Bombay Canteen at Botanik

Nov 27 2018. views 252

As a part of their “Takeover Series”, Botanik Bistro and Bar yielded their kitchen to the acclaimed Indian restaurant, Bombay Canteen. Located in Mumbai, Maharashtra, Bombay Canteen’s mission is to abandon all typical notions of Indian food and instead inculcate all those over-looked flavours from various parts of India into haute cuisine, seasoned with a dash of nostalgia and sentimentality. By transforming traditional Indian flavours into light, contemporary dishes, Bombay Canteen aspires to leave patrons with a different outlook towards Indian gastronomy, thereby creating a lasting impression on their palates.


1.Makhana Cheeseballs – Puffed lotus root, similar to crunchy cheese popcorn with a hint of masala.


2.Arbitukoriginally eaten by the Sindhi community, this is thinly sliced and deep fried colocasia similarly prepared to Mexican tostadas, drizzled in chili yoghurt, tamarind, mugri (a type of radish indigenous to India) and tomato sauce. It is designed to mimic ‘chaat’ which is Indian street food, so that you may eat it with your fingers.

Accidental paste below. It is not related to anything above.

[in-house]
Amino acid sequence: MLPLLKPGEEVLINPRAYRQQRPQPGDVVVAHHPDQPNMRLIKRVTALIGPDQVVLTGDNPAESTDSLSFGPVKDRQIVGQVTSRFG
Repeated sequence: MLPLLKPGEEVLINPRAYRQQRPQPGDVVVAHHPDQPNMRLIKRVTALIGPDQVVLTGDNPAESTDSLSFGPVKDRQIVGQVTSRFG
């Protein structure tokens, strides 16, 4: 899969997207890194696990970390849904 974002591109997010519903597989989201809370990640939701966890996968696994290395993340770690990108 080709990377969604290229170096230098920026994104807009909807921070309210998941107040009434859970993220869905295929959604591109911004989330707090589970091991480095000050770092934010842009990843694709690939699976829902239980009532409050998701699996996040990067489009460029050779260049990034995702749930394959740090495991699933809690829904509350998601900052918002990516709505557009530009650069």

3.Sol Kadhi Ceviche – A dish eaten in the coastal regions of India, the Bombay Canteen’s  interpretation of it is  cured barramundi prepared ceviche style, served with puffed black rice, kokum (sour plum) and fresh coconut milk.

4.Beef Kosha Mangsho ‘Desi Tacos’ – Tacos made from thepla bread, topped with a Bengali preparation of beef.


1.Chettinad Prawns ‘Ali-Yolio’ – South Indian style prawns involving large amounts of pepper, served with prawn oil made from prawn heads and a sour bread from Bombay called pao.

2.Ammini’s Duck Curry – A dish inspired by the recipe handed to the chef by his grandmother, comprising of two preparations of duck: braised duck fuelling the flavour of the curry, and a seared duck breast placed on top.


1.FaludaIndian faluda served with strawberry jelly, melon seeds and in-house prepared vermicelli noodles, topped with ice cream and milk.

2.Gulab Nut – This is a spin on the famous gulab jamun, where the fritter is soaked in dark rum and filled with pistachio cream.


Behind each cocktail is a meaning. For instance, the Dark Monsoon, a concoction of dark rum, homemade honey-ginger syrup and starfruit juice is an interpretation of dark, stormy weather.

Other cocktails include the Incredible India- a refreshing mix of pineapple, ginger, mint, basil, orange and vodka, made to showcase the tropical and vibrant flavours of India, and the Thamba which gives off a dark pink colour through kokum (plum), symbolic of a stop sign (‘thamba’ means stop). 

Photographs by: Pradeep Dilruckshana


Sushmita Wijayaratna

Sushmita Wijayaratna is a lawyer-in-the-making, model on occasion, singer confined to the shower stall and an irregular gym-rat. She loves her sleep all things salted caramel.



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